How do we define Australian Graphic Design? I simply hate this question, not only because it appears so predictably in this and similar magazines, but more annoyingly as I am unable to answer it. Is our industry still so immature that we need to continually query its authenticity? We love comparisons in Australia. Moreover, we suffer from a chronic condition; cultural cringe. Let me indulge in a little personally. It would indeed be rare to find Italians, Japanese or the Dutch asking themselves such a banal question. They just know instinctively, or to quote a line from a very ‘Australian’ film, The Castle, ‘It’s the vibe of the thing your Honour’.

I wonder, are we any closer to defining our identity now than we were ten, twenty or thirty years ago? Are contemporary designers inherently more Australian in their work than their predecessors? Furthermore, and to persist with this line of questioning your Honour, just how far has our industry progressed along the evolutionary scale? If the yardsticks of maturity are an understanding, respect and recognition of history, then we are still in utero.

To illustrate this point, and to be fair this question is directed specifically at an Australian readership, how many of the following names are familiar? Geoff Digby, Alistair Morrison, Brian Sadgrove, Frank Eidlitz, Lyndon Whaite, Jimmy Haughton James, Bruce Weatherhead and Alex Stitt, Geoffrey and Dahl Collings, Arthur Leydin, Douglas Annand, Eric Maguire, George Kral, Lance Stirling, Max Forbes, Gordon Andrews, Richard Beck and Les Mason? All are worthy AGDA Hall of Fame inductees1, selected for their ‘powerful contribution to the profession, producing uniquely high standards of work, and influencing greatly their contemporaries and following generations’. Les Mason, arguably the most significant figure in this illustrious list, passed away less than six months ago. Therefore, in the context of these complex questions of identity and maturity, it is worth reflecting briefly on his career.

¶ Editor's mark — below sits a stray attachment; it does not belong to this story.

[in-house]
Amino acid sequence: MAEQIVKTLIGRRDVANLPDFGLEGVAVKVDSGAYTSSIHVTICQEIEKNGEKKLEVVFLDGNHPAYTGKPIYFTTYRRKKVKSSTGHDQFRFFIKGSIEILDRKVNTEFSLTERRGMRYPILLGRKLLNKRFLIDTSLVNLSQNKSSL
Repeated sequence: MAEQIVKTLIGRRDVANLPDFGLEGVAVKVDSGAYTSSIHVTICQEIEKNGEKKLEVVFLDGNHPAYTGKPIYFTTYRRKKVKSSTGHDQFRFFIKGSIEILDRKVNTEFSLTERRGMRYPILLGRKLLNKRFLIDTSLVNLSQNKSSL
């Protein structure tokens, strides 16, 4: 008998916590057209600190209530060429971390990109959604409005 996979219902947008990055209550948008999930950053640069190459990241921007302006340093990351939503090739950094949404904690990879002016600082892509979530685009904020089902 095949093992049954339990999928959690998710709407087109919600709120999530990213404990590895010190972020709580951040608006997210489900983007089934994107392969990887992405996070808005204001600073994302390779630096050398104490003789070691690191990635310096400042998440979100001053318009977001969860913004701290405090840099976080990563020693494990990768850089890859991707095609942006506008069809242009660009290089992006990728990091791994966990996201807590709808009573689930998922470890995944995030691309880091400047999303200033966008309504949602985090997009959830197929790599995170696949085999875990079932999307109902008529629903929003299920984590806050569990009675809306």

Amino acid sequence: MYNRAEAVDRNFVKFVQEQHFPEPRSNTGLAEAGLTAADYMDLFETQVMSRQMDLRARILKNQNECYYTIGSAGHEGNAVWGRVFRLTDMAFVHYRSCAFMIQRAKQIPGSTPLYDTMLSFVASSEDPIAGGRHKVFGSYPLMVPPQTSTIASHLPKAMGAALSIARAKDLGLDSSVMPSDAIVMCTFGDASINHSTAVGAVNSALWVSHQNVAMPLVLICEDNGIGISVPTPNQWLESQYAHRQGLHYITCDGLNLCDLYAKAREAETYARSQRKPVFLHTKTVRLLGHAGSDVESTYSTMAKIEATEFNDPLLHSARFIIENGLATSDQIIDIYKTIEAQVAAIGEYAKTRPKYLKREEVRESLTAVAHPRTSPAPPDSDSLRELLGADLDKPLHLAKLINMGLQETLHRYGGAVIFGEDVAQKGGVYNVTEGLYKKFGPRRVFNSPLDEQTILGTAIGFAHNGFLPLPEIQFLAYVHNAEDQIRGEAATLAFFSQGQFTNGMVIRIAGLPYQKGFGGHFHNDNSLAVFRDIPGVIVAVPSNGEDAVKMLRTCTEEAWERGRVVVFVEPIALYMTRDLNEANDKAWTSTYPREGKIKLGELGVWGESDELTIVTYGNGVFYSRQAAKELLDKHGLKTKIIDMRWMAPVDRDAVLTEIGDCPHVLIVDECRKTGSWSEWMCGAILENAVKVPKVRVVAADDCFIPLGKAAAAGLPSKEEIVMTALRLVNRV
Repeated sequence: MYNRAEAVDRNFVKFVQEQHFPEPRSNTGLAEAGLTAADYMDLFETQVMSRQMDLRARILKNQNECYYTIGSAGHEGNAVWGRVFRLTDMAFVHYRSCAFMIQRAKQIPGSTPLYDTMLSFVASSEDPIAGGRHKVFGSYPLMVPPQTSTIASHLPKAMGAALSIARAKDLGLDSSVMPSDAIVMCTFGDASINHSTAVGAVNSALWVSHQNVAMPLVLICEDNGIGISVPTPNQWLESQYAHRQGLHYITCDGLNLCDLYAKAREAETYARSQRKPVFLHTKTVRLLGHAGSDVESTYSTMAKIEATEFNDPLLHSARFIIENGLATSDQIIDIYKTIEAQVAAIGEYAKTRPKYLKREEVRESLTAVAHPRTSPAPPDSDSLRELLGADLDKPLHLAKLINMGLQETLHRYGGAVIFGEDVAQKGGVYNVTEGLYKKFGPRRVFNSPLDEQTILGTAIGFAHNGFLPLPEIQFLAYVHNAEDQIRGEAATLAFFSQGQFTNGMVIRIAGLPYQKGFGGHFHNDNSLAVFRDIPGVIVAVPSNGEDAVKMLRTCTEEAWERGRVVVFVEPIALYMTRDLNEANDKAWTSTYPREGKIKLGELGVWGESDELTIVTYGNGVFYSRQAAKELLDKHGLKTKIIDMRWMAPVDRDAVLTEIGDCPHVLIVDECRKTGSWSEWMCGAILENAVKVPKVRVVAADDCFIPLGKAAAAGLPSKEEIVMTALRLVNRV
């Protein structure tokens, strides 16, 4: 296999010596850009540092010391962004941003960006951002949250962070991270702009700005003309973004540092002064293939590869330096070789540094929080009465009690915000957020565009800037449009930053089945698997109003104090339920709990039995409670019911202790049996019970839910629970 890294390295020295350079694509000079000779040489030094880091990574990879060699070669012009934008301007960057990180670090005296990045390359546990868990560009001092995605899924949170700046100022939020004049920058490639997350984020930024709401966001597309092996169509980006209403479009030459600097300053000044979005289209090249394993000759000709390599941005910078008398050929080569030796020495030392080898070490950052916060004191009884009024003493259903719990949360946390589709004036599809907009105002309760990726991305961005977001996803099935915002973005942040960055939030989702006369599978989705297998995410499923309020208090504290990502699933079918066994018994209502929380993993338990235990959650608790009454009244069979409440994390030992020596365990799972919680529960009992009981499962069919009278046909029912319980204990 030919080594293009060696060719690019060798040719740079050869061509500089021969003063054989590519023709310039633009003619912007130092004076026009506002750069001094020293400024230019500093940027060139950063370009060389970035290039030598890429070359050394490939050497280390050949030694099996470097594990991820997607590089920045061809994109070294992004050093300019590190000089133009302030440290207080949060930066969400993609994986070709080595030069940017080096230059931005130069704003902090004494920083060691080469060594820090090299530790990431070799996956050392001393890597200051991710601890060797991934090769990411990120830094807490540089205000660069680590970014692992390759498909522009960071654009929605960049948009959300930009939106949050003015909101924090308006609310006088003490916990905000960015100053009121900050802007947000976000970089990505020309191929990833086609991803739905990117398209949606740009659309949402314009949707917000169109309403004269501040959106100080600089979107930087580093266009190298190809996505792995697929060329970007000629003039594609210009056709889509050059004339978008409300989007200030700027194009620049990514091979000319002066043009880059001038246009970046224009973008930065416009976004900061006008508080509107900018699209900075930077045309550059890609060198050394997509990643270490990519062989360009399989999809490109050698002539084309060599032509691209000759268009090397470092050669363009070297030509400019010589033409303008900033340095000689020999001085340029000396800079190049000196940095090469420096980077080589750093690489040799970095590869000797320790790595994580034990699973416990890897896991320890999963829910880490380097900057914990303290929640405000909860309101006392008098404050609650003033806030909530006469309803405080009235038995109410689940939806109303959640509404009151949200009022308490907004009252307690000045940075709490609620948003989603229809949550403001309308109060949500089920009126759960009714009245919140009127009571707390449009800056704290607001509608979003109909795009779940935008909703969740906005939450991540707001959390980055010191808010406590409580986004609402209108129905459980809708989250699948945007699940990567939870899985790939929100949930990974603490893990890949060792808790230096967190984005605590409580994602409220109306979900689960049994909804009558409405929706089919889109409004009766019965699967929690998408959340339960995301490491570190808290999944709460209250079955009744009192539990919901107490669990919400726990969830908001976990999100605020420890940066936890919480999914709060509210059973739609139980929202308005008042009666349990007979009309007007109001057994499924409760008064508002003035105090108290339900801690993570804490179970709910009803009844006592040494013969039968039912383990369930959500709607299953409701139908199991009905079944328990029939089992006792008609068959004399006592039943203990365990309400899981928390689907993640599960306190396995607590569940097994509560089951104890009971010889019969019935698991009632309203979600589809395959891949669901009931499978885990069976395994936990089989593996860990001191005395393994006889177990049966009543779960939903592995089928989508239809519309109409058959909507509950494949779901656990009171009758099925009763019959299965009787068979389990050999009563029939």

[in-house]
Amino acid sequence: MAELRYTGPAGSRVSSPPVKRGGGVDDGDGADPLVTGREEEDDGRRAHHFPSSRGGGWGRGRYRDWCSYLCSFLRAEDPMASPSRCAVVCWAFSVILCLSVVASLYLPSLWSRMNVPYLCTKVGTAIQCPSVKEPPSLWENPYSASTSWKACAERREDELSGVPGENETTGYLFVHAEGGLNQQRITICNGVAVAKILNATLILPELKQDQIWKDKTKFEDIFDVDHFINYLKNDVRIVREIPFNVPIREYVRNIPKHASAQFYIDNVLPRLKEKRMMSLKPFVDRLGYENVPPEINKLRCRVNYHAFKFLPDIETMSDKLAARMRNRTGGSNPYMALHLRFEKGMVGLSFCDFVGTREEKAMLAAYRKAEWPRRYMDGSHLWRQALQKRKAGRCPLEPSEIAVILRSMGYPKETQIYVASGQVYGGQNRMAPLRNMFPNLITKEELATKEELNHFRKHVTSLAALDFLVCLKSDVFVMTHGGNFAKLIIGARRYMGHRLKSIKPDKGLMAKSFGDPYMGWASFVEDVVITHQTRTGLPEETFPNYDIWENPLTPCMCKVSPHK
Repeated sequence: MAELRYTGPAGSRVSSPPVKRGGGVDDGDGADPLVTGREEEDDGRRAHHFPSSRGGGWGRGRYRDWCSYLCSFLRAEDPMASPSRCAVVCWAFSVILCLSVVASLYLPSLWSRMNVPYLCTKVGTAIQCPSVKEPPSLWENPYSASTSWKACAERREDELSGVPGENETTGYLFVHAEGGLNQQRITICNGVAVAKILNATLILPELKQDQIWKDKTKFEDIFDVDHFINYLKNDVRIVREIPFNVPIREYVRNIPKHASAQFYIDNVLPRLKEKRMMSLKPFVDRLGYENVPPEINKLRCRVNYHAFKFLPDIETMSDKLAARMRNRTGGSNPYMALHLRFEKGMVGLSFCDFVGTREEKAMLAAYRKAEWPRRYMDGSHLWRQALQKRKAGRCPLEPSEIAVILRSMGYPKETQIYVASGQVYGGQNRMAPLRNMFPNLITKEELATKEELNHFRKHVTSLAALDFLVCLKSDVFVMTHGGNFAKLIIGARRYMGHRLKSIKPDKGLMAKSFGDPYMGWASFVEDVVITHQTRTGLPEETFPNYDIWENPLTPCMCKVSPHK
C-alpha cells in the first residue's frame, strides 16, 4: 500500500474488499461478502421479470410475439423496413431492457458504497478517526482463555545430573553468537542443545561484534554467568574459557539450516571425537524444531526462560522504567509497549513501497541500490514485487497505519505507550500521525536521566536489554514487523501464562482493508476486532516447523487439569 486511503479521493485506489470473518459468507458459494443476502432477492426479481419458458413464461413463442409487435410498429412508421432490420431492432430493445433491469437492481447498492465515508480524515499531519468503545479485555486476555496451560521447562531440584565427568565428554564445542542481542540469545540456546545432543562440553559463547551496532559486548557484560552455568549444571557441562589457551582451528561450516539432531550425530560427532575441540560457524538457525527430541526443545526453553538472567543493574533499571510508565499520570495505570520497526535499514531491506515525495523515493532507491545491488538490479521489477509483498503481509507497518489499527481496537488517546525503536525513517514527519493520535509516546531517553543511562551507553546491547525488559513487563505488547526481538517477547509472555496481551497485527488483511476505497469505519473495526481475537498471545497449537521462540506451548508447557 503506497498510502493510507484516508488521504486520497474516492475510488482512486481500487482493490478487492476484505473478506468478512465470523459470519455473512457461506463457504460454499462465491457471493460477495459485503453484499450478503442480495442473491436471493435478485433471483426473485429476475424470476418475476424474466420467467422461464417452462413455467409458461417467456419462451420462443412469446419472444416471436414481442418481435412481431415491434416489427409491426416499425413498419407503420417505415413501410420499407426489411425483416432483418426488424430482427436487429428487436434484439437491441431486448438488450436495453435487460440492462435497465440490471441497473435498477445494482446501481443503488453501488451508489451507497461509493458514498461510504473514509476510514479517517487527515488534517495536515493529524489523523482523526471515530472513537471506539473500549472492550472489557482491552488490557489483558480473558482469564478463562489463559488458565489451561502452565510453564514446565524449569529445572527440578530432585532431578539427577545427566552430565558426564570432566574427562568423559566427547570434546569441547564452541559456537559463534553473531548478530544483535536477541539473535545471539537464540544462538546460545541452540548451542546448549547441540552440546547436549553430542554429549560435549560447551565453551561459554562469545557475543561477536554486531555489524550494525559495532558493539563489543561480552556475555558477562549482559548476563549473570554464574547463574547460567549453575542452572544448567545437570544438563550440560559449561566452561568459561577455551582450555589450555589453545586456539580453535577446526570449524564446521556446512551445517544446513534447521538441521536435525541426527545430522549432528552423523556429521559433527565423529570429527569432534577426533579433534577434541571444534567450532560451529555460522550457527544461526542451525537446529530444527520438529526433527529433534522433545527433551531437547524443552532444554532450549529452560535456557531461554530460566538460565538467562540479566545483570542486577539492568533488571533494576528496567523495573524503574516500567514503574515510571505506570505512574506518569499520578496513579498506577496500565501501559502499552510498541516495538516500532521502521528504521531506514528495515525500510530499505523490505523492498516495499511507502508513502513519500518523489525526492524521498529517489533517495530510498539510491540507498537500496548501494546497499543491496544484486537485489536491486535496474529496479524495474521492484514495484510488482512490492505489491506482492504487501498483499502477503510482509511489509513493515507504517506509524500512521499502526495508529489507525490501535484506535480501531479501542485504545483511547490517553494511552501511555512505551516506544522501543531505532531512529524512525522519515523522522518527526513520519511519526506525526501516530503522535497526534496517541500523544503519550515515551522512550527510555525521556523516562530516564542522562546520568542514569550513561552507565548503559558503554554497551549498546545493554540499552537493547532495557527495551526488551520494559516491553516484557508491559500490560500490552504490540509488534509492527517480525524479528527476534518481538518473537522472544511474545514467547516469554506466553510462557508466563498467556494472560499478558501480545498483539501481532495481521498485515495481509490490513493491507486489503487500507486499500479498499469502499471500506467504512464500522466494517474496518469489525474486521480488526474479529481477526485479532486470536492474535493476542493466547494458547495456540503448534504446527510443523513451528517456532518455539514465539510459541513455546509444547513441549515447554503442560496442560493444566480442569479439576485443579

Les Mason and his studio members on the porch of 72 Eastern Road, South Melbourne, c. 1960s. Photograph: Csaba Banki.

Mason arrived from Los Angeles in 1961, exuding a charismatic bravado, shaking the polite civility of the industry at that time. He would become the fulcrum for a new wave of young designers, acting not only as a mentor and teacher but also as an inspirational figurehead. Garry Emery was one of those young designers and he said of Mason, ‘he was the most informed person that I have come across, and he was the one that really built bridges for me, made design legible so that I could grasp the social connections’.2 To Emery, other esteemed alumni including Brian Sadgrove, Lyndon Whaite, Bruce Weatherhead and countless others can be added.

Mason’s art direction of Epicurean, the magazine of the Food and Wine Society of Australia, is seen by many as his defining work. It seems that Mason had an unusually enlightened client in the magazine’s founder and owner, the late Alan Holdsworth. He gave the designer a mandate to experiment freely, and the resulting publication is a design tour de force, a perfect distillation of Mason’s unique cornucopia of skills.